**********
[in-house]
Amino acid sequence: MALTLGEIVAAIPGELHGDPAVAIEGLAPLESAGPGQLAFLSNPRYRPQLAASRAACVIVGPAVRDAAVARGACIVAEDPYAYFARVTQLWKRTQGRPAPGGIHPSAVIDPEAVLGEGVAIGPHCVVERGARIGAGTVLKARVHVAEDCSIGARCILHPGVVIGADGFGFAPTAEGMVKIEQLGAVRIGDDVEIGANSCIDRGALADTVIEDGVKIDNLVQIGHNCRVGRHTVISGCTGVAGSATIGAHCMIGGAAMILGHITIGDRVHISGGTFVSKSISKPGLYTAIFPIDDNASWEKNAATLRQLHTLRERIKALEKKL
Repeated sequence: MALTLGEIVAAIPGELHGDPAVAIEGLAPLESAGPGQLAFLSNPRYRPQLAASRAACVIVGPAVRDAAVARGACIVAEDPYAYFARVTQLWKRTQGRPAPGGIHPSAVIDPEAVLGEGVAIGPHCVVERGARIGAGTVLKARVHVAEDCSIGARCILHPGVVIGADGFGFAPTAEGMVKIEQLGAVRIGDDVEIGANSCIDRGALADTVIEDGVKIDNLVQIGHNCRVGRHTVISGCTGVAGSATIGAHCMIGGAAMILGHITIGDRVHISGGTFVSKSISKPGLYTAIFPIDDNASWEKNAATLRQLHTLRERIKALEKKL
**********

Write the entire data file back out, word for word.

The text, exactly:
[in-house]
Amino acid sequence: MALTLGEIVAAIPGELHGDPAVAIEGLAPLESAGPGQLAFLSNPRYRPQLAASRAACVIVGPAVRDAAVARGACIVAEDPYAYFARVTQLWKRTQGRPAPGGIHPSAVIDPEAVLGEGVAIGPHCVVERGARIGAGTVLKARVHVAEDCSIGARCILHPGVVIGADGFGFAPTAEGMVKIEQLGAVRIGDDVEIGANSCIDRGALADTVIEDGVKIDNLVQIGHNCRVGRHTVISGCTGVAGSATIGAHCMIGGAAMILGHITIGDRVHISGGTFVSKSISKPGLYTAIFPIDDNASWEKNAATLRQLHTLRERIKALEKKL
Repeated sequence: MALTLGEIVAAIPGELHGDPAVAIEGLAPLESAGPGQLAFLSNPRYRPQLAASRAACVIVGPAVRDAAVARGACIVAEDPYAYFARVTQLWKRTQGRPAPGGIHPSAVIDPEAVLGEGVAIGPHCVVERGARIGAGTVLKARVHVAEDCSIGARCILHPGVVIGADGFGFAPTAEGMVKIEQLGAVRIGDDVEIGANSCIDRGALADTVIEDGVKIDNLVQIGHNCRVGRHTVISGCTGVAGSATIGAHCMIGGAAMILGHITIGDRVHISGGTFVSKSISKPGLYTAIFPIDDNASWEKNAATLRQLHTLRERIKALEKKL